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CASE: III    Unilever in Brazil: marketing strategies for low-income customers


After three successful years in the Personal Care division of Unilever in Pakistan, Laercio Cardoso was contemplating attractive leadership positioning China when he received a phone call from Robert Davidson, head of Unilever’s Home Care division in Brazil, his home country. Robert was looking for someone to explore growth opportunities in the marketing of detergents to low-income consumers living in the north-east of Brazil and felt that Laercio had the seniority and skills necessary for the project. Though he had not been involved in the traditional Unilever approach to marketing detergents, his experience in Pakistan had made him acutely aware of the threat posed by local detergent brands targeted at low-income consumers.


At the start of the project—dubbed ‘Everyman’—Laercio assembled an interdisciplinary team and began by conducting extensive field studies to understand the lifestyle, aspirations and shopping habits of low-income consumers. Increasing detergent use by these consumers was crucial for Unilever given that the company already had 81 per cent of the detergent powder market. But some in the company felt that it should not fight in the lower cost structures struggled to break even. How could Laercio justify diverting money from a best-selling brand like Omo to invest in a lower-margin segment?


Consumer behavior


The 48 million people living in the north-east (NE) of Brazil lag behind their south-eastern (SE) counterparts on just about every development indicator. In the NE, 53 per cent of the population live on less than two minimum wages versus 21 per cent inn the SE. In  the NE, only 28 per cent of households own a washing machine versus 67 per cent in the SE. Women in the NE scrub clothes in a washbasin or sink using bars of laundry soap, a process that requires intense and sustained effort. They then add bleach to remove tough stains and only a little detergent powder in the end, primarily to make the clothes smell good. In the SE, the process is similar to European or North American standards. Women  mix powder detergent and softener in a washing machine and use laundry soap and bleach only to remove the toughest stains.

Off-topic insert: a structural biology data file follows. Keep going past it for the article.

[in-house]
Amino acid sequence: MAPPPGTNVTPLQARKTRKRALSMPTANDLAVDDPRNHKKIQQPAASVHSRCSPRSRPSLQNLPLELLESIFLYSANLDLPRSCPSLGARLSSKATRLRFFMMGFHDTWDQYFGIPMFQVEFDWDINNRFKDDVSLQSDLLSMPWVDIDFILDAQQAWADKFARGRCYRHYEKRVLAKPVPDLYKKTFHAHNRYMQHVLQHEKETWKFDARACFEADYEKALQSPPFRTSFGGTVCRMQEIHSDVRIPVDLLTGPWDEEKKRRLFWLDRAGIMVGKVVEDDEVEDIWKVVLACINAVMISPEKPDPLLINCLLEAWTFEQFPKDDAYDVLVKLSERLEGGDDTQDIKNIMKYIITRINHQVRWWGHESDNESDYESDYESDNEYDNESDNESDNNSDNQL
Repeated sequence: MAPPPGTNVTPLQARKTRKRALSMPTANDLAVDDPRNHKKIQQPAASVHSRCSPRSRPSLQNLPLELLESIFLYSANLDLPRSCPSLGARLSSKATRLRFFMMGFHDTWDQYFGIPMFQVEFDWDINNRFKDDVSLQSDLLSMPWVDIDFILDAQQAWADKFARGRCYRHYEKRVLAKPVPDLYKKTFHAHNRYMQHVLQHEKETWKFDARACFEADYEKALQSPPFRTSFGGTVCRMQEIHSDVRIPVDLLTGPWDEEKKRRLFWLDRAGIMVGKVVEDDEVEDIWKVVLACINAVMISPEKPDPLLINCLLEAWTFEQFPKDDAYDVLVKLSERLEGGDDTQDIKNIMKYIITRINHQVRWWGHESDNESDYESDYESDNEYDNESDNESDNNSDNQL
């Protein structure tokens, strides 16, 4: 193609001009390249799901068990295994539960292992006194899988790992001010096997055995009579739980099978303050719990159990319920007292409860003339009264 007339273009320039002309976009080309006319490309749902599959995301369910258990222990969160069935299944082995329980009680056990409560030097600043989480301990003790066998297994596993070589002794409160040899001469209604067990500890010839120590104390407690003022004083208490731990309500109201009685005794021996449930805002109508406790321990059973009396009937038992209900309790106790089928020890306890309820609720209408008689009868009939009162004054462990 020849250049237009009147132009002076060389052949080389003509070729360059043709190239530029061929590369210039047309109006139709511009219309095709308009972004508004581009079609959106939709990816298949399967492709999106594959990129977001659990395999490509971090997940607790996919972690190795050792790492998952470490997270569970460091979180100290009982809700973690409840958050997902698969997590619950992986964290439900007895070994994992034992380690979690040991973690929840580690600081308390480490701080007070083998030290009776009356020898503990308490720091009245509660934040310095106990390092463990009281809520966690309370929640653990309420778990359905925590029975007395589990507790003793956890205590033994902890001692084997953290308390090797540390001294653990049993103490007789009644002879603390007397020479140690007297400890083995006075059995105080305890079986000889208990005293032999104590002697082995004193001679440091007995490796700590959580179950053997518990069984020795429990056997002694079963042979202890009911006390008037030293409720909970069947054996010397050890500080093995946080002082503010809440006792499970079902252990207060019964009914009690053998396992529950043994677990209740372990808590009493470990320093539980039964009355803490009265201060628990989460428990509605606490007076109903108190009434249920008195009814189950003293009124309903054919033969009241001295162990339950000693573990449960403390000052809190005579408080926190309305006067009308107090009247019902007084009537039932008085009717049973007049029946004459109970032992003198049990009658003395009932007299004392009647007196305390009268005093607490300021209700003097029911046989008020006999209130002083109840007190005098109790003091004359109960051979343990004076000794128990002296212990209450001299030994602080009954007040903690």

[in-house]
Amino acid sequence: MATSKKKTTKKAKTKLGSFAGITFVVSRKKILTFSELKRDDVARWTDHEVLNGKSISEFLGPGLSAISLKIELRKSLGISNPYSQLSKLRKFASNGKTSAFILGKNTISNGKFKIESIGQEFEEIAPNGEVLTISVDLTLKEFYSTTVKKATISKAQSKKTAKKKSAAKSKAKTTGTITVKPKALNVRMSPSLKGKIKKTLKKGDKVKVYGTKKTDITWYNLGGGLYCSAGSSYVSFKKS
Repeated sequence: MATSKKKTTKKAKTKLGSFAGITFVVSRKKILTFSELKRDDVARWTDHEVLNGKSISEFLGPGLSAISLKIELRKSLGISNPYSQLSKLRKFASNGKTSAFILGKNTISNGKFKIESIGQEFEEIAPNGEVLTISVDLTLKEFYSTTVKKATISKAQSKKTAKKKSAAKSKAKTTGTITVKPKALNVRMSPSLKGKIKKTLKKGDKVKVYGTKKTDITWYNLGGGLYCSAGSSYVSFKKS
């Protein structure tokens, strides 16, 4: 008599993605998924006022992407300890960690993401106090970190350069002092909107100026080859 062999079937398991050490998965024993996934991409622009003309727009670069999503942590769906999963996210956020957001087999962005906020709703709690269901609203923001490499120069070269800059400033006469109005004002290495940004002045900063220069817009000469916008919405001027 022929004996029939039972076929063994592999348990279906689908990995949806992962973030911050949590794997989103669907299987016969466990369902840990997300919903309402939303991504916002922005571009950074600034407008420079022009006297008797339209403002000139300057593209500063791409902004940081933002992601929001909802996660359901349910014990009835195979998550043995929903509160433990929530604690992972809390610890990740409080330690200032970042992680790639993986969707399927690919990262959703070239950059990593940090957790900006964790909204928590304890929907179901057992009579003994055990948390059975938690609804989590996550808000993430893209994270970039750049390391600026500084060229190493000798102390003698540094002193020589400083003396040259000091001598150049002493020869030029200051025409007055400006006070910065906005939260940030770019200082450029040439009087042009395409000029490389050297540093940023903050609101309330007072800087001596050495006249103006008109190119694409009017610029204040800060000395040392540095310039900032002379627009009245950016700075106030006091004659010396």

The penetration and usage of detergent powder and laundry soap is the same in the NE and the SE (97 per cent). However, north-easterners use a little less detergent (11.4 kg per years versus 12.9 kg) and a lot more soap (20 kg versus 7 kg) than south-easterners. Many women in the NE view washing clothes as one of the pleasurable routine activities of their week. This is because they often do their washing in a public laundry, river or pond where they meet and chat with their friends. In the SE, in contrast, most women wash clothes alone at home. They perceive washing laundry as a chore and are primarily interested in ways to improve the convenience of the process.


People in the NE and SE differ in the symbolic value they attach to cleanliness. Many poor north-easterners are proud of the fact that they keep themselves and their families clean despite their low income. Because it is so labour intensive, many women see the cleanliness of clothes as an indication of the dedication of the mother to her family, and personal and home cleanliness is a main subject of gossip. In the SE, where most women own a washing machine, it has much lower relevance for self-esteem and social status. Along with price, the primarily low-income consumers of the NE evaluate detergents on six key attributes (Figure 1 provides importance ratings, the range of consumer expectations, and the perceived positioning of key detergent brands on each attribute).